"Judaism, in contradistinction to mystical quietism, which recommended toleration of pain, wants man to cry out aloud against any kind of pain, to react indignantly to all kinds of injustice or unfairness. For Judaism held that the individual who displays indifference to pain and suffering, who meekly reconciles himself to the ugly, disproportionate and unjust in life, is not capable of appreciating beauty and goodness. Whoever permits his legitimate needs to go unsatisfied will never be sympathetic to the crying needs of others. A human morality based on love and friendship, on sharing in the travail of others, cannot be practiced if the person's own need-awareness is dull and he does not know what suffering is. Hence Judaism rejected models of existence which deny human need, such as the angelic or the monastic. For Judaism, need-awareness constitutes part of the definition of human existence. Need-awareness turns into a passional experience, into a suffering awareness. Dolorem ferre ergo sum- I suffer, therefore I am.- to paraphrase Descartes' cogito ergo sum. While the Cartesian cogito would also apply to an angel or even to the devil, our inference is limited to man: neither angel nor devil know suffering.

Therefore, prayer in Judaism, unlike the prayer of classical mysticism, is bound up with the human needs, wants, drives and urges, which make man suffer. Prayer is the doctrine of human needs. Prayer tells the individual , as well as the community, what his, or its, genuine needs are, what he should, or should not, petition God about........Prayer and tzara are inseperably linked. Who prays? Only the sufferer prays. If man does not find himself in narrow straits, if he is not troubled by anything, if he knows not what tzara is, then he need not pray. To a happy man, to contented man, the secret of prayer was not revealed. God needs neither thanks nor hymns. He wants to hear the outcry of man, confronted with a ruthless reality. He expects prayer to rise from a suffering world cognizant of its genuine needs. In short, through prayer man finds himself. Prayer enlightens man about his needs. It tells man the story of his hidden hopes and expectations. It teaches him how to behold the vision and how to strive in order to realize this vision, when to be satisfied with what one possesses, when to reach out for more. In a word, man finds his need-awareness, himself, in prayer. Of course, the very instant he finds himself, he becomes a redeemed being."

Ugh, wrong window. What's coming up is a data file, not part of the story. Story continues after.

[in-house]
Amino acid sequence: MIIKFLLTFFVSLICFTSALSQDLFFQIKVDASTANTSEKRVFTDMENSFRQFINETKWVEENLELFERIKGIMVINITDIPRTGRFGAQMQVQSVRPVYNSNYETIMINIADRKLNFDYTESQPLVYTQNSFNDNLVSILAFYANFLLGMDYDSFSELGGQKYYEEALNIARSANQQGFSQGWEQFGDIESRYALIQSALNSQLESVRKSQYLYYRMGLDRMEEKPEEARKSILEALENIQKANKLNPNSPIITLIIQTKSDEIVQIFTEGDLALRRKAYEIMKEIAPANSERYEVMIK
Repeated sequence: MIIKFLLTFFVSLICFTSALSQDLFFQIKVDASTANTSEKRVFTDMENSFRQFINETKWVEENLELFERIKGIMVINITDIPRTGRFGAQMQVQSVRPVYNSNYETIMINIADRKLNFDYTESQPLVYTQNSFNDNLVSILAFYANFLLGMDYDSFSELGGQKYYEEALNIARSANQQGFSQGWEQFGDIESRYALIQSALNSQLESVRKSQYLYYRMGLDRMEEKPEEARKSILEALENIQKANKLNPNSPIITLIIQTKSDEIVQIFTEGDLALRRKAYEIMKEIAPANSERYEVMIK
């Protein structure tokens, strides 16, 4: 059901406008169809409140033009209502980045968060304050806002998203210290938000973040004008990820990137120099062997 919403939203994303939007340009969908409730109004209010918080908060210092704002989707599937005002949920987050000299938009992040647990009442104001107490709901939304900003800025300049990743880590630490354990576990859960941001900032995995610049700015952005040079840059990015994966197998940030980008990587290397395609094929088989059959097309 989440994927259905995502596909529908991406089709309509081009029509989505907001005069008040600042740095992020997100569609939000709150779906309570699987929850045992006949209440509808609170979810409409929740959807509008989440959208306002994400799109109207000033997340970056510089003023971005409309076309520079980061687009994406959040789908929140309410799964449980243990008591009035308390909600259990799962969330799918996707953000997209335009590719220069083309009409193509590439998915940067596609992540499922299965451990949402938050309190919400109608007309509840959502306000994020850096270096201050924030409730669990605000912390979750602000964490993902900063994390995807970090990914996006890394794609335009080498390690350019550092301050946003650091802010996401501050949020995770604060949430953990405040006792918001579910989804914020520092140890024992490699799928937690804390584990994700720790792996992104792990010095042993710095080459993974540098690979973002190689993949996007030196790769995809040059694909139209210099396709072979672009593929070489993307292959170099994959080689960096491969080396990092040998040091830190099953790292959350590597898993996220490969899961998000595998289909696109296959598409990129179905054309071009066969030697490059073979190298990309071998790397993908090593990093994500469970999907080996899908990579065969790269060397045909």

-Rabbi Joseph B. Soloveitchik

To live in a world of countless shades of grey, where there is no motive or desire or pleasure to be found in all the beauty that is granted us, to feel nothing and to have no energy to engage in any kind of meaningful activity; surely this is not what God wanted for you, for me or for anyone! And to claim it does not exist or make it someone else's fault is to completely fail in terms of your duty as another person, another person who loves his fellow Jew- instead we must acknowledge the presence of illness and fight it and offer to help in whatever way we can, in whichever way is possible. There are wonderful people in our world and it is our job to help, love and support them. We cannot do that if we pretend them away, hide them in dark corners to hide the fact that we ourselves are ashamed or close our minds so as not to understand.

Oh, I am guilty of all this as well so do not think I absolve myself of blame- but I am at least aware of the times I have not wanted to hear and know that I have to try harder. Because it is people who matter, above all other things...sometimes even above God.


haKiruv said...